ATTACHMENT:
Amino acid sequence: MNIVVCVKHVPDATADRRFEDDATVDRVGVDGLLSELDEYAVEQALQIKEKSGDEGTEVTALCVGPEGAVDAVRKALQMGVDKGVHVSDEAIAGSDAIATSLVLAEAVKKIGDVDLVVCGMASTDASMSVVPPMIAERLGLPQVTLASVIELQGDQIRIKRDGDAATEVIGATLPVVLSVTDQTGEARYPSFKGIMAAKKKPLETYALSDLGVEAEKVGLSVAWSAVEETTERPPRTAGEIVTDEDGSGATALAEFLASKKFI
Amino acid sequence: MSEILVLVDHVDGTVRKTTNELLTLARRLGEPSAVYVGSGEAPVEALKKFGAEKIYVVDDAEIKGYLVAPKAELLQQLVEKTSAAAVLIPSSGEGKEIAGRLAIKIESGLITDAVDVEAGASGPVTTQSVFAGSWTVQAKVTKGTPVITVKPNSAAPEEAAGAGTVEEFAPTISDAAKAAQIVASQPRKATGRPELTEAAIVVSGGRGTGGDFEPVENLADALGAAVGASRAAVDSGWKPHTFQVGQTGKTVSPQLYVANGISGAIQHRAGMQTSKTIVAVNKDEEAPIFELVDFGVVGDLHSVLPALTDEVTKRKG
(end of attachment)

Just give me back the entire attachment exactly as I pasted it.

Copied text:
Amino acid sequence: MNIVVCVKHVPDATADRRFEDDATVDRVGVDGLLSELDEYAVEQALQIKEKSGDEGTEVTALCVGPEGAVDAVRKALQMGVDKGVHVSDEAIAGSDAIATSLVLAEAVKKIGDVDLVVCGMASTDASMSVVPPMIAERLGLPQVTLASVIELQGDQIRIKRDGDAATEVIGATLPVVLSVTDQTGEARYPSFKGIMAAKKKPLETYALSDLGVEAEKVGLSVAWSAVEETTERPPRTAGEIVTDEDGSGATALAEFLASKKFI
Amino acid sequence: MSEILVLVDHVDGTVRKTTNELLTLARRLGEPSAVYVGSGEAPVEALKKFGAEKIYVVDDAEIKGYLVAPKAELLQQLVEKTSAAAVLIPSSGEGKEIAGRLAIKIESGLITDAVDVEAGASGPVTTQSVFAGSWTVQAKVTKGTPVITVKPNSAAPEEAAGAGTVEEFAPTISDAAKAAQIVASQPRKATGRPELTEAAIVVSGGRGTGGDFEPVENLADALGAAVGASRAAVDSGWKPHTFQVGQTGKTVSPQLYVANGISGAIQHRAGMQTSKTIVAVNKDEEAPIFELVDFGVVGDLHSVLPALTDEVTKRKG